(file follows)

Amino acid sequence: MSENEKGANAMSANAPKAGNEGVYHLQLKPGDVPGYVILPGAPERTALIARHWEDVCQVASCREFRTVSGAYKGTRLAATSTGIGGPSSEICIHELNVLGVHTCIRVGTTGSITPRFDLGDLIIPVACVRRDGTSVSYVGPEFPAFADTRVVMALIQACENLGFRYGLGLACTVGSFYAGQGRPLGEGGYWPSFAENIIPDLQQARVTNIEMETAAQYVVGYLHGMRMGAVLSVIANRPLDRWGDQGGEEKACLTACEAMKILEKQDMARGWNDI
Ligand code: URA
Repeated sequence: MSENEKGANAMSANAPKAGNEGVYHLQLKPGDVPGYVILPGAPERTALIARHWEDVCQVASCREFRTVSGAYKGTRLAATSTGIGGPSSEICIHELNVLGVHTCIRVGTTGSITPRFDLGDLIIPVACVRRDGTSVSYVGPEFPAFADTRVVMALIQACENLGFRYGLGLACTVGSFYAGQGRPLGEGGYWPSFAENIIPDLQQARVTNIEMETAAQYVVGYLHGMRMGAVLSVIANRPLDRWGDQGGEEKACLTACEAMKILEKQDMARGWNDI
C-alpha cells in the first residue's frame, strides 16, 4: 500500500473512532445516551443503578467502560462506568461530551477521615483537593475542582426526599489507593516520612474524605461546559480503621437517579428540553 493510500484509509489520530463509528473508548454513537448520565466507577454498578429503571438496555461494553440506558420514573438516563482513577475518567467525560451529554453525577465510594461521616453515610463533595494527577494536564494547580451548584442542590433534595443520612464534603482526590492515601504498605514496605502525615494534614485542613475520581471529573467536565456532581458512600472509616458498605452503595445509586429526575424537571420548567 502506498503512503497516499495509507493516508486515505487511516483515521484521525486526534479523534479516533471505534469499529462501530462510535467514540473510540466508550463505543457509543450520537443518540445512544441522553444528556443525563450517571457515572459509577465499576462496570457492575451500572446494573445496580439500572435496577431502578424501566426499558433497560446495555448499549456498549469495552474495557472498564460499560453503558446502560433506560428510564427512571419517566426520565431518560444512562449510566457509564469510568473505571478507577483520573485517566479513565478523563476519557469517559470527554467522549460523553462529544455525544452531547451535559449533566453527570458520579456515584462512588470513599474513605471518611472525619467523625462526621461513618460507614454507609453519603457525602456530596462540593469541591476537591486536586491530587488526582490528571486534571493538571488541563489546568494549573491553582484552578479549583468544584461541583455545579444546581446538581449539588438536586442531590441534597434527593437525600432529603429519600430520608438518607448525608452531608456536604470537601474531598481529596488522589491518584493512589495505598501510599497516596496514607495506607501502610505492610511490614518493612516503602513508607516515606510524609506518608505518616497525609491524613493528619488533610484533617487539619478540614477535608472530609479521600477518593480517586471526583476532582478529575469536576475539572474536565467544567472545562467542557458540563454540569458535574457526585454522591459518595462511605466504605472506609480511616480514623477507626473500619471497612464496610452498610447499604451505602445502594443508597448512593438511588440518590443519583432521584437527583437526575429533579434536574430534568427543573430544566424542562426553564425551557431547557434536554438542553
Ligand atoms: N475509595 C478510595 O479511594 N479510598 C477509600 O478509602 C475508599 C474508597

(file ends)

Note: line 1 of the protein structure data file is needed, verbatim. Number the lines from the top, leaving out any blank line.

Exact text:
Amino acid sequence: MSENEKGANAMSANAPKAGNEGVYHLQLKPGDVPGYVILPGAPERTALIARHWEDVCQVASCREFRTVSGAYKGTRLAATSTGIGGPSSEICIHELNVLGVHTCIRVGTTGSITPRFDLGDLIIPVACVRRDGTSVSYVGPEFPAFADTRVVMALIQACENLGFRYGLGLACTVGSFYAGQGRPLGEGGYWPSFAENIIPDLQQARVTNIEMETAAQYVVGYLHGMRMGAVLSVIANRPLDRWGDQGGEEKACLTACEAMKILEKQDMARGWNDI